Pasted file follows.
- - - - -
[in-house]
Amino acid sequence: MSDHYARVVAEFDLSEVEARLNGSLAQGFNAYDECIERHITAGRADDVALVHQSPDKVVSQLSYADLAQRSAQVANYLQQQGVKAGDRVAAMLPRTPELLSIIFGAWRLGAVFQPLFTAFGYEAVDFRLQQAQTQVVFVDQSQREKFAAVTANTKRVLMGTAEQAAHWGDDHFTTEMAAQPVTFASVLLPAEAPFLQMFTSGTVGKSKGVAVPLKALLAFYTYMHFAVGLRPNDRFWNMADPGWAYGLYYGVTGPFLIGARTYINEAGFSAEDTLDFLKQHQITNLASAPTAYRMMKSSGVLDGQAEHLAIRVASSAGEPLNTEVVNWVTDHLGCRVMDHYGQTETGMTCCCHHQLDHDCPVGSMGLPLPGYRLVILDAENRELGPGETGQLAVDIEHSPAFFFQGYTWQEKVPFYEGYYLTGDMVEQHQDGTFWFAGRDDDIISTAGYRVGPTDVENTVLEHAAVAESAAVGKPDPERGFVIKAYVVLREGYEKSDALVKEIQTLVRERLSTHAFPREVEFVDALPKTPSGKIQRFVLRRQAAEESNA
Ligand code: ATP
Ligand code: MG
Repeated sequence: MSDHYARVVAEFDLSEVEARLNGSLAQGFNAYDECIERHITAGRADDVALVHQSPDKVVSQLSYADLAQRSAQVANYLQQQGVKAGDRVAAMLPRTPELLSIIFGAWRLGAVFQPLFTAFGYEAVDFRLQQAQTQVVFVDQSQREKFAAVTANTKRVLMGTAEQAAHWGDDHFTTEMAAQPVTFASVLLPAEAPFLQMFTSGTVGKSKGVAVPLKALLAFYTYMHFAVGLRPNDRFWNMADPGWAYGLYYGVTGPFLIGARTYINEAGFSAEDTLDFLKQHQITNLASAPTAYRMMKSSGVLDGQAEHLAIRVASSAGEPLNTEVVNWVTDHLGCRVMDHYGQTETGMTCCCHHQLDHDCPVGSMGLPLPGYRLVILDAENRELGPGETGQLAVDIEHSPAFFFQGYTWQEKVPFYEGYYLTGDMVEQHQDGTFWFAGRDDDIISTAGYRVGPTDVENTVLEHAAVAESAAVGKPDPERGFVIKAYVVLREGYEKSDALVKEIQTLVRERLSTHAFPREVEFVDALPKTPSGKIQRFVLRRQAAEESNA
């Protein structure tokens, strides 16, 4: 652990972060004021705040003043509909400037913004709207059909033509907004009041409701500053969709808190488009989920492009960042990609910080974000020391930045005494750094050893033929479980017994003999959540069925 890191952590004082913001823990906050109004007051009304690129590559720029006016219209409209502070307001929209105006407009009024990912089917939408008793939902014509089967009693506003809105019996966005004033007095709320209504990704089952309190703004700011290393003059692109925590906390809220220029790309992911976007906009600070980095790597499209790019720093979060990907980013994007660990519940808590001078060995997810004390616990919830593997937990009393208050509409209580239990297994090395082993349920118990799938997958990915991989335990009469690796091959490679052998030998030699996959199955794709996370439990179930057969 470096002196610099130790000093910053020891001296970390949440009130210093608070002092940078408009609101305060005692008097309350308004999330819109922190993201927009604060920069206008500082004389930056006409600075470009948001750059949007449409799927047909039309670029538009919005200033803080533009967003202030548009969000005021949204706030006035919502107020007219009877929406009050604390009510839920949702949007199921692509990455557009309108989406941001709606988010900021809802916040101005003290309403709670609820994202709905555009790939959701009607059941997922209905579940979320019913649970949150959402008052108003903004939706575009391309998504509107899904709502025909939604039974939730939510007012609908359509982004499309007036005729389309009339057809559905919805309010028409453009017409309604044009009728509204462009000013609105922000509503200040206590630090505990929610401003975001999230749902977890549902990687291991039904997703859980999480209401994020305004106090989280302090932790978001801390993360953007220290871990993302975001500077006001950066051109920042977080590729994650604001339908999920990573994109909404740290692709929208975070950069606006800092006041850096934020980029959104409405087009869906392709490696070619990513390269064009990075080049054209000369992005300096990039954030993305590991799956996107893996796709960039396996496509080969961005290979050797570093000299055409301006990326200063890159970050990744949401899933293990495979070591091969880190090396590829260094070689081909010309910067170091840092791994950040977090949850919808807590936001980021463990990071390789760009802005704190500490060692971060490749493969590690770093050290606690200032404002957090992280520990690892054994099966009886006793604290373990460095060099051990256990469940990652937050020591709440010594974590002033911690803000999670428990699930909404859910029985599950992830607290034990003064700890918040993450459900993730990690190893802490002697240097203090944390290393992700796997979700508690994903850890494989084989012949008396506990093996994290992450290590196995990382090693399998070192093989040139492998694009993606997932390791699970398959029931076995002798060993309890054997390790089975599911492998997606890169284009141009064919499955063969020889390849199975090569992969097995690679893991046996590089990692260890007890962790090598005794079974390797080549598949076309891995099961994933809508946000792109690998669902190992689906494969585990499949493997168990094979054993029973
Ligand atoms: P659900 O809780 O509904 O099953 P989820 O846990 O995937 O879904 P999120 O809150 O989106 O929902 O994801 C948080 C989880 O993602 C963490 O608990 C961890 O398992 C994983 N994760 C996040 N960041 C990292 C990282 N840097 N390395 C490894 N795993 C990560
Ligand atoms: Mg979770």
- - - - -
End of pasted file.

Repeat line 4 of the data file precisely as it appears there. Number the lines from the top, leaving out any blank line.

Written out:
Ligand code: MG